U.S. stocks opened the week lower as investors continued to monitor the prospects of a U.S. tax-overhaul plan.
The Dow Jones Industrial Average fell 69 points, or 0.3%, to 23353 shortly after the opening bell. The S&P 500 declined 0.3% and the Nasdaq Composite lost 0.3%.
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The S&P 500 and Dow industrials logged their first weekly declines since September on Friday, something some investors and analysts attributed to uncertainty around the status of policy changes in Washington. Senate and House Republicans have released two different bills that diverge in some key areas, including the timing of a corporate tax cut.
"I think we will eventually see some tax bill, but the timing is highly uncertain as the Senate bill is really different" from the one in the House, said Zhiwei Ren, managing director at Penn Mutual Asset Management. "So there will be a lot of back-and-forth negotiation to get it passed."
Elsewhere, the Stoxx Europe 600 was 1% lower, led by losses in financial services and mining stocks.
The British pound dropped 0.4% against the U.S. dollar after reports said as many as 40 Conservative members of Parliament had agreed to sign a letter of no confidence in Prime Minister Theresa May.
Some investors warned that the disunity within the ruling Conservative party could weigh on Brexit talks and diminish the probability of an extended transitional arrangement, which some analysts say would be beneficial for the economy.
"I think the vulnerability in terms of the government and the lack of unity within the Conservative party means that the political backdrop for smooth Brexit negotiations has probably decreased slightly," said Mark Richards, multiasset strategist at J.P. Morgan Asset Management.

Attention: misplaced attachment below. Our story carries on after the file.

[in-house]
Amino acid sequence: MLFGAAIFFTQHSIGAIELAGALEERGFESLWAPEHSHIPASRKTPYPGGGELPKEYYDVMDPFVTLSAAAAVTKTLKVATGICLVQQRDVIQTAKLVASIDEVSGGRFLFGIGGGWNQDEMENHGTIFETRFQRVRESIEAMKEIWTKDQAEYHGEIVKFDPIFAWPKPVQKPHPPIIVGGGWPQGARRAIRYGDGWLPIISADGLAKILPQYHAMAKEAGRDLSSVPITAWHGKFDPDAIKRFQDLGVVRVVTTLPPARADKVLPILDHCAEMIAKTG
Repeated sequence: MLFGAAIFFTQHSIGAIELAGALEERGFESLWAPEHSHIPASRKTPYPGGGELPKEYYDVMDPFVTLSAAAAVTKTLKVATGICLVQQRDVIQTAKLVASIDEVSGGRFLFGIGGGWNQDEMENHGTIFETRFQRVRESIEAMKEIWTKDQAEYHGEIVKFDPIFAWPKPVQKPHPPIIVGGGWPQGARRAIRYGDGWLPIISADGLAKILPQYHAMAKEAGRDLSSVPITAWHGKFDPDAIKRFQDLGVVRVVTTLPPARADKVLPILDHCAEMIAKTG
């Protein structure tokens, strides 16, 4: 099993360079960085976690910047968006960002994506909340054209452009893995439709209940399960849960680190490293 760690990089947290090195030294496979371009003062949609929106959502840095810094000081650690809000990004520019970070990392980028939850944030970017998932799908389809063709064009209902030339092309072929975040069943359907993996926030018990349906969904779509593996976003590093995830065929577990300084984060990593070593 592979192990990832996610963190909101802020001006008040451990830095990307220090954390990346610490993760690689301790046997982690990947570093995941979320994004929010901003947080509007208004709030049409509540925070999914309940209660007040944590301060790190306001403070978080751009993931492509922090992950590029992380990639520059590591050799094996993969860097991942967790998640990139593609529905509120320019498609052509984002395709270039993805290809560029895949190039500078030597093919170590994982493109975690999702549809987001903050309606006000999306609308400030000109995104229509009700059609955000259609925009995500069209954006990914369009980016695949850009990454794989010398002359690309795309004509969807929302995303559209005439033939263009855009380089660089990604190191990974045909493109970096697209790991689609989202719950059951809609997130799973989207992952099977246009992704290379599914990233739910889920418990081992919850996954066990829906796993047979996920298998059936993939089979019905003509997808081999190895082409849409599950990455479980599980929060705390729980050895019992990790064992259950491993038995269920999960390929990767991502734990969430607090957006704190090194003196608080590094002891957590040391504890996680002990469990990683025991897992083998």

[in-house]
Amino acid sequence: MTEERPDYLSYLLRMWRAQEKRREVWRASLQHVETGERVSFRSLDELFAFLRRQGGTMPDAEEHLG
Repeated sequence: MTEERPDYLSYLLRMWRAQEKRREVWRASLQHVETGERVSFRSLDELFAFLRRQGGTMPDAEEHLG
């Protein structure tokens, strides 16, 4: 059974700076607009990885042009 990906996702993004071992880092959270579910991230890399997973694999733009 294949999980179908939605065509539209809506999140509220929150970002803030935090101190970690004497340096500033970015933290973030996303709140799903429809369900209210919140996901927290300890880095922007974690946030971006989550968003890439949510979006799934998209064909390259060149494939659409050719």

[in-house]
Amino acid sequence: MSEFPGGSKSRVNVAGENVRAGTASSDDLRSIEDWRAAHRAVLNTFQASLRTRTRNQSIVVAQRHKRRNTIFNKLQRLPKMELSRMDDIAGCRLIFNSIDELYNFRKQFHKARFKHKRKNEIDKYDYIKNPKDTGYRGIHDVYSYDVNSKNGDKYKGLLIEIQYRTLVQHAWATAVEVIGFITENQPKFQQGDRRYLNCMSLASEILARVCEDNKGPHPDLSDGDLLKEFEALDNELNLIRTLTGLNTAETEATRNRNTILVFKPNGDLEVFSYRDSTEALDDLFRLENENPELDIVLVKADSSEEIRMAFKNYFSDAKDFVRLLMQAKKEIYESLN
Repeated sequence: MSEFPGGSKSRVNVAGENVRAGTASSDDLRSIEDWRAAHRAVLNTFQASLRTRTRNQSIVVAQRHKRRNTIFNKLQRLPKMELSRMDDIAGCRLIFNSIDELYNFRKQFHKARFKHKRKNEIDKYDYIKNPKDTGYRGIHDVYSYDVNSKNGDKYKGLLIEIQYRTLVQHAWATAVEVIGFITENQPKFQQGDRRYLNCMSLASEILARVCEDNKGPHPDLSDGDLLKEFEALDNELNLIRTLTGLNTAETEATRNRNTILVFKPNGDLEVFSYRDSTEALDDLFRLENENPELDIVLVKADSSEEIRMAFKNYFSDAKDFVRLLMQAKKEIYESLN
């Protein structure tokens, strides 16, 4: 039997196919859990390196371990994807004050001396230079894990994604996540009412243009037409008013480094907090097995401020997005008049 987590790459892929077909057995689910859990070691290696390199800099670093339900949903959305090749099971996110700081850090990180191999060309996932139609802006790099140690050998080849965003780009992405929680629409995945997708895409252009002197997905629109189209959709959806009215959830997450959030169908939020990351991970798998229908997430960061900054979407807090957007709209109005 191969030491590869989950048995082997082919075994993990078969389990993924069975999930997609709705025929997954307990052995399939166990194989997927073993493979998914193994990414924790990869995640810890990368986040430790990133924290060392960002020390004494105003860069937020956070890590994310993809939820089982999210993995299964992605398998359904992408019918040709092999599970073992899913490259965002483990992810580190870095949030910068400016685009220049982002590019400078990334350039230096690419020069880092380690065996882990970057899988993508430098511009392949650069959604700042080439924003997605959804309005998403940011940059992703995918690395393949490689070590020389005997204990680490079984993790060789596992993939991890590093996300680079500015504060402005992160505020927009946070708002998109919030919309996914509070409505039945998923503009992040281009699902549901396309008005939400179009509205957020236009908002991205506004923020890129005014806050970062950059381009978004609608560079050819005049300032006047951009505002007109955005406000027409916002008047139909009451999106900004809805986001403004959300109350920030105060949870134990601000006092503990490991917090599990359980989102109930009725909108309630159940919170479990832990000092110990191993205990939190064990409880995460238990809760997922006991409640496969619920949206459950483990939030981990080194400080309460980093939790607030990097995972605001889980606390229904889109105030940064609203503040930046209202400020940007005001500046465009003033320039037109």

Later this week, analysts say they will be eyeing addresses by central bank leaders, with European Central Bank President Mario Draghi and Federal Reserve Chairwoman Janet Yellen both set to speak Tuesday.
Analysts will also be watching for the latest consumer-price index reading due Wednesday, which they say could shed light on the state of inflation. While the Federal Reserve is widely expected to increase rates in December, a soft inflation reading could fuel the debate around the flattening of the U.S. yield curve.
Government bonds edged higher Monday, with the yield on the benchmark 10-year U.S. Treasury note falling to 2.381%, according to Tradeweb, from 2.397% Friday. Yields fall as bond prices rise.
Earlier in Asia, most major stock indexes logged declines.
After seeing its biggest drop percentage-wise in two months Friday, Japan's Nikkei Stock Average fell 1.3% despite a pullback in the yen.
In South Korea, the Kospi index closed down 0.5%, while Hong Kong's benchmark index got a boost from technology stocks. The Hang Seng Index was up 0.2%, closing at its highest level since December 2007.
Ese Erheriene and Akane Otani contributed to this article.
(END) Dow Jones Newswires
November 13, 2017 10:04 ET (15:04 GMT)